Now we can give a new and fascinating definition for a word which appears in verse 8. We are told in rejecting these conmen to be tamim. There are many ways to translate this term: whole-hearted, complete, blameless, or perfect. However, I think that perhaps the best definition of this kind of person is one with intellectual integrity. This tamim individual doesn't compromise clear thinking for a cheap trick. It's okay to be entertained by prestidigitation, but not to become convinced by it. Magic can become a slippery slope of escapist thinking. Judaism doesn't believe in quick fixes for problems, whether spiritual or physical. I love that quote from H. L. Menken: For every problem there is a solution which is simple, clean and wrong!
In our business, politics and religion we must do our best to achieve clear thinking and information based decisions. Michael Shermer from Scientific American wrote an interesting article about The Believing Brain. Mr. Shermer explains: We form our beliefs for a variety of subjective, emotional and psychological reasons in the context of environments created by family, friends, colleagues, culture and society at large. After forming our beliefs, we then defend, justify and rationalize them with a host of intellectual reasons, cogent arguments and rational explanations. Beliefs come first; explanations for beliefs follow.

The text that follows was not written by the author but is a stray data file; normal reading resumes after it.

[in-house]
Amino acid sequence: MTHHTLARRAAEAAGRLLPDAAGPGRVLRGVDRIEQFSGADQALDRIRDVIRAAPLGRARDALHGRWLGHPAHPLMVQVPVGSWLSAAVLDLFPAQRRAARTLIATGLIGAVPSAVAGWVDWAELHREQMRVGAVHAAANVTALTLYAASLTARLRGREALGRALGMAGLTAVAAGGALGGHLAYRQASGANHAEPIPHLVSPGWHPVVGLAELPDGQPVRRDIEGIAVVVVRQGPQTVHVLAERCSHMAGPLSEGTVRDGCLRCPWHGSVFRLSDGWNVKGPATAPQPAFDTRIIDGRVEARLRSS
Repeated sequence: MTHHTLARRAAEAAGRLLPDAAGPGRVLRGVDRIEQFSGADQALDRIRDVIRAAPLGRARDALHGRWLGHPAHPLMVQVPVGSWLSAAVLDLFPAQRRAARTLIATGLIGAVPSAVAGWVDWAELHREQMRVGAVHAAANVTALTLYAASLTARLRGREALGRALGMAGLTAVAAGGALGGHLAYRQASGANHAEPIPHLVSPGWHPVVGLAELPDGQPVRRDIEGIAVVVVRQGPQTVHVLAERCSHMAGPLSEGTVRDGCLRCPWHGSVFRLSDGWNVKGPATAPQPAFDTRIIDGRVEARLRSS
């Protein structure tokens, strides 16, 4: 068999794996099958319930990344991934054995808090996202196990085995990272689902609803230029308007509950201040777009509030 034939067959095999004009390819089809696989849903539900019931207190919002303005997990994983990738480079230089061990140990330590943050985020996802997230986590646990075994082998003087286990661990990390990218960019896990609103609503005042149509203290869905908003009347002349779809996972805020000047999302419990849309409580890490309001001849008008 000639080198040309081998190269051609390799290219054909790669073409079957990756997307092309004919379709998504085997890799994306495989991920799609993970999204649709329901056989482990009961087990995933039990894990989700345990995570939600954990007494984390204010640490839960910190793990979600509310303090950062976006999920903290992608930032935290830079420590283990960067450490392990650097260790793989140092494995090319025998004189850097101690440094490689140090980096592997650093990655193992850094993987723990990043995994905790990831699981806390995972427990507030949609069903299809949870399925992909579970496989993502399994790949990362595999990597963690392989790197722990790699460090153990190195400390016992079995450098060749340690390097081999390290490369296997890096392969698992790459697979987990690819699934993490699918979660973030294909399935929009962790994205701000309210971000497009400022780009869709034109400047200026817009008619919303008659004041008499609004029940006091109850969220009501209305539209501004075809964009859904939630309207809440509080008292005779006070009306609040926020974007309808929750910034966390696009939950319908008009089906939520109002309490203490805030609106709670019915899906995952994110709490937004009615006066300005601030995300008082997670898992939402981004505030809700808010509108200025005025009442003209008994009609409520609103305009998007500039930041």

We have to fight this tendency to be lazy and complacent in our thinking process. It's important to listen to reasonable voices even if we perceived them as from an opposing camp. We can't automatically think that someone is right or wrong based upon their tribe or group or party. We often make ourselves blind to reality because of predetermined biases. This is dangerous. There is a tendency to notice and select information which agrees with preconceived notions. We often ignore data which we assume disagrees with our prior beliefs. Just because we disagreed with one source on one topic, doesn't mean that we will always be at odds on every issue.
This demand of intellectual integrity is difficult and uncomfortable, but is ultimately worthwhile. I believe strongly that good science and good Torah emanate from healthy skepticism. We must have the ability to say that just because I don't know the answer doesn't mean that the solution is supernatural or will never be rationally explained.
Houdini became famous with his ability to fool the audience, but he wanted us to know that it was a trick, only entertainment. I hope that we don't get fooled in the more important areas of our lives, by shoddy and lazy thinking. Anyone claiming to have a secret unknown to all others or a magical solution to serious problems, require an immediate rejection. We believe that the best route to inspiration is perspiration.